The day Sachin Tendulkar bid farewell
- Supreme Court asks Unitech to compensate homebuyers towards litigation costs
- France’s Engie, Dubai’s Abraaj to set up wind energy platform in India
- Diageo says Indian highway liquor ban to hurt sales
- Madras HC extends stay on floor test in Tamil Nadu Assembly
- Tata Steel-ThyssenKrupp: can two problems equal a solution?
“You miss one hundred percent of the shots you don’t take”. This quote by the greatest ice hockey player of them all, Wayne Gretzky, is often used in sporting parlance and sometimes in general life situations where one has to take risks to achieve success. In other words, you can’t be afraid of failure and you need to take advantage of the opportunities that present themselves to achieve something.
This was running through my head back in October 2013 when news filtered out that Sachin Tendulkar was going to retire from all international cricket after a hastily arranged 2-Test series against the West Indies in November. I grew up hearing about the exploits of Sunil Gavaskar and Kapil Dev from my brothers, but it was Tendulkar—only three years older than me—and his arrival on the international scene that had me hooked to the sport.
It was soon after his desert storm innings in Sharjah in 1998—Tendulkar’s annus mirabilis—that I left India to pursue higher education in the US. After a hiatus of four years, thanks to Internet streaming, cricket watching was back on the top of my priority list. Tendulkar had some ups and downs, loss of form and time through injuries, but he had once again become an integral part of my waking hours. One knew that the end was always near, but once the cricket board announcement came through of Tendulkar calling it a day after playing his 200th Test, it was set in stone. I knew I needed to be there at the Wankhede Stadium in Mumbai when the final goodbyes were said.
My wife and I were already in the middle of planning, budgeting and incrementally saving for a trip around the cricket world, and an unplanned jaunt from the US would only make it harder. But when I told my wife about Tendulkar’s impending retirement, she fully supported the idea. I had some work trips scheduled for the second week in November, but once my mind was made up, I informed my boss that I needed to make a short journey to India for “personal reasons.” I was being one hundred percent honest.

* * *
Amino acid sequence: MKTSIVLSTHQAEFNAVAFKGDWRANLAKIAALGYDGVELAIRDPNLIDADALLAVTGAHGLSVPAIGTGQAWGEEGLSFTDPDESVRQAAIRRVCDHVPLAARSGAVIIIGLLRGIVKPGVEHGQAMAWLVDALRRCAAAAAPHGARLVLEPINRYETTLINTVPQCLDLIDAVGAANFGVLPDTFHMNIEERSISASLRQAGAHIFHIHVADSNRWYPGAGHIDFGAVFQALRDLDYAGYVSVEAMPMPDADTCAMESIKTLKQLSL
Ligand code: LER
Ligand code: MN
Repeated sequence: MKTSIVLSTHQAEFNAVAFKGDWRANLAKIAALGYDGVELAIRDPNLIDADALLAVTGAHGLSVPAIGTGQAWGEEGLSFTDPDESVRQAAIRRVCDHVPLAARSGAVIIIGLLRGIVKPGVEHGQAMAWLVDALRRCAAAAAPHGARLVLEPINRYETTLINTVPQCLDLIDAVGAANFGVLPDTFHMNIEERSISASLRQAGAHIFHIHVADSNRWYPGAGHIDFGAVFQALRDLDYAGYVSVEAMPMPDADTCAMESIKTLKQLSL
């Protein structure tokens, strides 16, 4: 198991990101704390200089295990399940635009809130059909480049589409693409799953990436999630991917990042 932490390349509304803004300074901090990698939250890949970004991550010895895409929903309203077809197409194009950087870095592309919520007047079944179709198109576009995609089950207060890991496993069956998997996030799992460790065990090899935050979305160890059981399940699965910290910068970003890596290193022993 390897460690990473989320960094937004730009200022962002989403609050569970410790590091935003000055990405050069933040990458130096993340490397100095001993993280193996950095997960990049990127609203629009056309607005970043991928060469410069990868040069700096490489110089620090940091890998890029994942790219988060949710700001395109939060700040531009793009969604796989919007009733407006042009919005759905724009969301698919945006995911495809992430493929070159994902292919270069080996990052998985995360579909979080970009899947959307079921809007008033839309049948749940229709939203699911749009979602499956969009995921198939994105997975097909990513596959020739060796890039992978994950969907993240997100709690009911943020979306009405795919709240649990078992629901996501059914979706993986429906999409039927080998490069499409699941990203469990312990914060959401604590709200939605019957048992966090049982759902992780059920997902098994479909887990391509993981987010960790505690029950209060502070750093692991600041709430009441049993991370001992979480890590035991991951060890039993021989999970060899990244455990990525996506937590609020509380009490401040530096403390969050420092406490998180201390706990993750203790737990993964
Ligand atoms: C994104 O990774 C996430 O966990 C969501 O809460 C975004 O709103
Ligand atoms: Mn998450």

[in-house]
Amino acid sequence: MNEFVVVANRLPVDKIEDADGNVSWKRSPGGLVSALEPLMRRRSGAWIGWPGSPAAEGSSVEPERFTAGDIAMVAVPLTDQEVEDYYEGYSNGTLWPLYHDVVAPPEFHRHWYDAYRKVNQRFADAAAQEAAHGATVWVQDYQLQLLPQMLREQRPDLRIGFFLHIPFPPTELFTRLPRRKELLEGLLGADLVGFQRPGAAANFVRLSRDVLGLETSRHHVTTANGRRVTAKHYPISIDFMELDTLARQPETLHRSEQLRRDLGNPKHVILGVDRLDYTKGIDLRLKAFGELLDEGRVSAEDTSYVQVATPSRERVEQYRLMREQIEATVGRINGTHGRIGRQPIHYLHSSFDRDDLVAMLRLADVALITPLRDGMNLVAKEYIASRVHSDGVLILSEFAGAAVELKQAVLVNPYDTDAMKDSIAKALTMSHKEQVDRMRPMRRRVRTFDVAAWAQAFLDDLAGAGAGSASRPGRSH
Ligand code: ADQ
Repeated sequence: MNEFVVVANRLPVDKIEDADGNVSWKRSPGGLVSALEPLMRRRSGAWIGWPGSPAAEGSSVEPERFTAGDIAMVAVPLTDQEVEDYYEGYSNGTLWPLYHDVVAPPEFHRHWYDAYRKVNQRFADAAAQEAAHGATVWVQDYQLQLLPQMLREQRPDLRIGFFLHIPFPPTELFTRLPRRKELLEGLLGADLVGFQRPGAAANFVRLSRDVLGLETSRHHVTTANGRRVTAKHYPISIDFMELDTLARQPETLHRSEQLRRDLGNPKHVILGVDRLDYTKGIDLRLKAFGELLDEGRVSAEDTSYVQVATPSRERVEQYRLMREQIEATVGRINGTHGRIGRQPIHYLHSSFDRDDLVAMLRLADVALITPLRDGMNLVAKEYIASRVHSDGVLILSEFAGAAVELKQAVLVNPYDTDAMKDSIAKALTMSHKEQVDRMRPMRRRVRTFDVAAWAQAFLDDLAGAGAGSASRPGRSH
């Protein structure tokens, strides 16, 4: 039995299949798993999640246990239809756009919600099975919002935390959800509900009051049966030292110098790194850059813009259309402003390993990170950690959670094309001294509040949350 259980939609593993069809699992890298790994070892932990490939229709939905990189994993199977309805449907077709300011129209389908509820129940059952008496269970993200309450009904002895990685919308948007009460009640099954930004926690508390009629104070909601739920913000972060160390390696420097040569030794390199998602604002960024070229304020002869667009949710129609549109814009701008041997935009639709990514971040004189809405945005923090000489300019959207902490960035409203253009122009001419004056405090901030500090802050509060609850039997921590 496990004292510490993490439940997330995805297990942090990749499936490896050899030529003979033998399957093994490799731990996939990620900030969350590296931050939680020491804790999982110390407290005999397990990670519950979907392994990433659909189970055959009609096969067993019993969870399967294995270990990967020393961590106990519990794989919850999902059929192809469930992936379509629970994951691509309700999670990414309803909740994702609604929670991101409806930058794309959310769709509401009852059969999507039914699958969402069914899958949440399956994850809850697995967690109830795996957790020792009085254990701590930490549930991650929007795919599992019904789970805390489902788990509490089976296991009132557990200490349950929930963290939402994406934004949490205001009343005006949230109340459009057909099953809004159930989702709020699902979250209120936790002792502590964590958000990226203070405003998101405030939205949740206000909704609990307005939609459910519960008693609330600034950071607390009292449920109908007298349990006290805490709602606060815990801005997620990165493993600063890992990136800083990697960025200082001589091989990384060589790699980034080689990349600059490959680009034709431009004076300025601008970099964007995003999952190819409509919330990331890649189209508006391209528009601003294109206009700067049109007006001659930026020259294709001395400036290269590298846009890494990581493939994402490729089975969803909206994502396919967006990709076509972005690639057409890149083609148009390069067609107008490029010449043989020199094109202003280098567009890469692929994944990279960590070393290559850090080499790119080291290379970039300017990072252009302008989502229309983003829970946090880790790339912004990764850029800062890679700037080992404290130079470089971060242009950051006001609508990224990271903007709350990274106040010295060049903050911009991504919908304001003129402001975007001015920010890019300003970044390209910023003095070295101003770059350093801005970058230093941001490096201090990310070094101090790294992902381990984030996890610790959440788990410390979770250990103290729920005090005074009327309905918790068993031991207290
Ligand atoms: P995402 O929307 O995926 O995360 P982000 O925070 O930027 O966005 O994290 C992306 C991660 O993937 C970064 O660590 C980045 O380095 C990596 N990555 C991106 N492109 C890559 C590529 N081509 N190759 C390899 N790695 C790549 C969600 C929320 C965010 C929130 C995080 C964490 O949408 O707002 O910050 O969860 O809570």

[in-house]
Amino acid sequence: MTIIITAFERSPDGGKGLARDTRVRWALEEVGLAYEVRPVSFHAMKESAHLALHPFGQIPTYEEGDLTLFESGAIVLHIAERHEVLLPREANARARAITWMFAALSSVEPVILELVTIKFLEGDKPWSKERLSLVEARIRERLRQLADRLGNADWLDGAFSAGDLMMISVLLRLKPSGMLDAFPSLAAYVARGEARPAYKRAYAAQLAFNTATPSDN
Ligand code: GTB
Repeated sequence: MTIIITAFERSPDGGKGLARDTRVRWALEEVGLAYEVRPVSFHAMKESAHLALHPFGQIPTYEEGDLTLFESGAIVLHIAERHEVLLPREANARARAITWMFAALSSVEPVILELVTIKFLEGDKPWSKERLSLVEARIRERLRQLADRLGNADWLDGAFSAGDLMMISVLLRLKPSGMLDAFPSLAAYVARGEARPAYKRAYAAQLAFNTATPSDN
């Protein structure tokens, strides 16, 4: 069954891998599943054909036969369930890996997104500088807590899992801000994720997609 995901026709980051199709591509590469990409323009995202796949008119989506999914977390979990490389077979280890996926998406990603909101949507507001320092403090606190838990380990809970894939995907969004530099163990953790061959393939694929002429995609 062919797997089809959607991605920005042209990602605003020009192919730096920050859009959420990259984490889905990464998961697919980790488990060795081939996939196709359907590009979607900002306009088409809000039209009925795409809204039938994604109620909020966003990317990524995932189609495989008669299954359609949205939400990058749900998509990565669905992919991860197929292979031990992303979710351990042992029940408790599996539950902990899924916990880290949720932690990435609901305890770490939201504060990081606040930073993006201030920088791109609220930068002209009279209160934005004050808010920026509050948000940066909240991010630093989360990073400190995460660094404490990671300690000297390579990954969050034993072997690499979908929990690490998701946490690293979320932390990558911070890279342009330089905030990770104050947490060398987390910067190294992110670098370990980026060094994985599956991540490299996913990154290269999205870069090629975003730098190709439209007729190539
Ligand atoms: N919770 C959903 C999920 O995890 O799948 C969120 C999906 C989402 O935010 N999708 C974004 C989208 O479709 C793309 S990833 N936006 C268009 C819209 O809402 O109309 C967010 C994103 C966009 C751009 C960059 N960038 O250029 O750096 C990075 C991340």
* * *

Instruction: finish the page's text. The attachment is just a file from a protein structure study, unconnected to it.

There was still the issue of procuring match tickets. I had sounded out all my friends and acquaintances, cricketing and otherwise. There were vague assurances and non-guarantees. I tried through the NRI quota, the ticket window at Wankhede, tried to get it from scalpers, but no dice. I began to fear my 8,000 mile journey would be futile when finally, on the eve of the Test match, a friend from my cricket playing days at the university got in touch and told me to meet him outside the Garware gate at 8am. Phew!
It was madness outside the ground with people trying to score tickets and fans gathered to see the team bus pull in. I recognized the face of Rohit Brijnath among the journalists lining up to enter the ground. I introduced myself to him, and after a brief chat he made his way in and I continued waiting for my friend, who showed up just in time for me to be in the seats for the first ball of Tendulkar’s final Test.
The next two-and-a-half days were a rollercoaster of emotions. I had booked my airline tickets so I could stay on till the 4th day of the Test, but the match finished within three days. On the extra day I had to kill, I was looking for things to do when the editor of a cricket publication called me to the Trident Hotel for a chat, to hear about my “Tendulkar experience”. He presented me a special issue the publisher had put together for the Little Master’s retirement and over the course of our conversation, he mentioned that there was a special post-retirement press conference later that afternoon in one of the top floors of the same hotel, but it was open only for accredited media.